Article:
- The Washington Times - Tuesday, October 11, 2011

Hailing it as a bipartisan breakthrough, Sen. Tom Harkin on Tuesday unveiled his long-awaited education reform package, a wide-ranging bill that in many ways reduces the federal government’s involvement in local districts and state education systems.

The move is the final shoe to drop on education reform. The White House, a small group of Senate Republicans and the House GOP have all released their blueprints, and much work remains for lawmakers who hope to craft a grand compromise to replace the decade-old No Child Left Behind law passed under President George W. Bush.

Mr. Harkin, Iowa Democrat and chairman of the Senate Health, Education, Labor and Pensions Committee, told reporters his legislation is the product of yearlong negotiations with his counterpart Sen. Michael B. Enzi, Wyoming Republican and the GOP’s ranking member on the HELP Committee.

The measure eliminates the infamous “adequate yearly progress” (AYP) target system, which has been in place since NCLB was enacted in 2001. Under the system, schools are labeled “failing” if they fail to meet federal thresholds in math and reading.

In place of AYP, the Harkin bill would allow states to establish their own accountability systems. The bill would mandate that each state identify the lowest-performing 5 percent of schools and the 5 percent that have the greatest achievement gaps between ethnic groups.

Those schools would then move to the front of the line for federal assistance and would be expected to raise their scores significantly over the next few years. If a school doesn’t turn around within five years, Mr. Harkin said, it would have to move to more “radical” options, such as reopening as a charter school or closing.

Mr. Harkin said the lack of federal performance targets in his bill was a key concession to Mr. Enzi, and Democrats would have preferred to see uniform federal benchmarks remain in place.

“This bill does not include all of my personal priorities,” Mr. Harkin said Tuesday, “but I refuse to allow the perfect to be the enemy of the good.”

However, many education groups think provisions of the bill would reverse years of progress under NCLB by allowing states, not the federal government, to set the bar on standards of economic progress.

“It’s a little startling that a Republican president could be more aggressive in boosting the achievement of low-income kids and kids of color than the Democratic chairman of the HELP Committee,” said Amy Wilkins, vice president of government affairs at the Education Trust, a D.C.-based advocacy group.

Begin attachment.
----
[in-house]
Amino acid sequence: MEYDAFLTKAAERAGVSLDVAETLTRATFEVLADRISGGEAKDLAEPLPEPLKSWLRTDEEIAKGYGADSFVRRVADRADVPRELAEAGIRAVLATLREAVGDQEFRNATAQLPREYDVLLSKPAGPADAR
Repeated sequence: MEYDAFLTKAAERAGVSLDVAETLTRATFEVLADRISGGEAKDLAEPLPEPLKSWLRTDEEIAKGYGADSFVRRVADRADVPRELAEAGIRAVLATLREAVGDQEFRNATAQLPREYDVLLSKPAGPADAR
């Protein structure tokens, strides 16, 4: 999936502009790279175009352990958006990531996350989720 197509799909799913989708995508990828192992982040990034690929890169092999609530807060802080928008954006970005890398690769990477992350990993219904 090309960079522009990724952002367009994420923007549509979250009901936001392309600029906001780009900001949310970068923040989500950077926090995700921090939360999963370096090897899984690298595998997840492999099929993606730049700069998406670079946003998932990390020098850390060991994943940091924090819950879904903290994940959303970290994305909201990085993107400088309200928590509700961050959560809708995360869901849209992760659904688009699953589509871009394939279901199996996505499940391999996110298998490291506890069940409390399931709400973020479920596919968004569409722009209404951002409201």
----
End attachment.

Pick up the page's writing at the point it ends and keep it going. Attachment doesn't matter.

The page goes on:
The Education Trust joined the Center for American Progress, the Children’s Defense Fund, National Council of La Raza, the National Center for Learning Disabilities and the Leadership Conference in a letter protesting the Harkin blueprint, which critics think will allow states to ease up on their efforts to educate minority children and students with disabilities.

“This is a wholesale retreat from the federal government’s role in sticking up for the kids who get a raw deal,” Ms. Wilkins said.

Mr. Enzi was largely mum Tuesday afternoon following the release of the bill. An aide to the Wyoming senator told The Washington Times that Mr. Enzi “continues to work with Sen. Harkin” and anticipates bipartisan cooperation moving forward.

The Harkin bill doubles down on Race to the Top, the key Obama administration initiative on education, which offers grant money to states that implement approved school reform plans. Race to the Top would remain in place “each year that funds are available,” the bill states.

The measure drew praise from Education Secretary Arne Duncan, who called it a “positive step” toward a more focused and effective federal role in education.

Mr. Harkin is optimistic the legislation can move quickly through the Senate, perhaps in a matter of weeks. He said he would like to see it signed into law before the Education Department’s waiver system kicks in early next year.

The department plans to exempt states from NCLB if they submit their own detailed reform plans, and the White House has called the proposal its “plan B” because, until Tuesday, there had been virtually no signs of bipartisan agreement on education reform.

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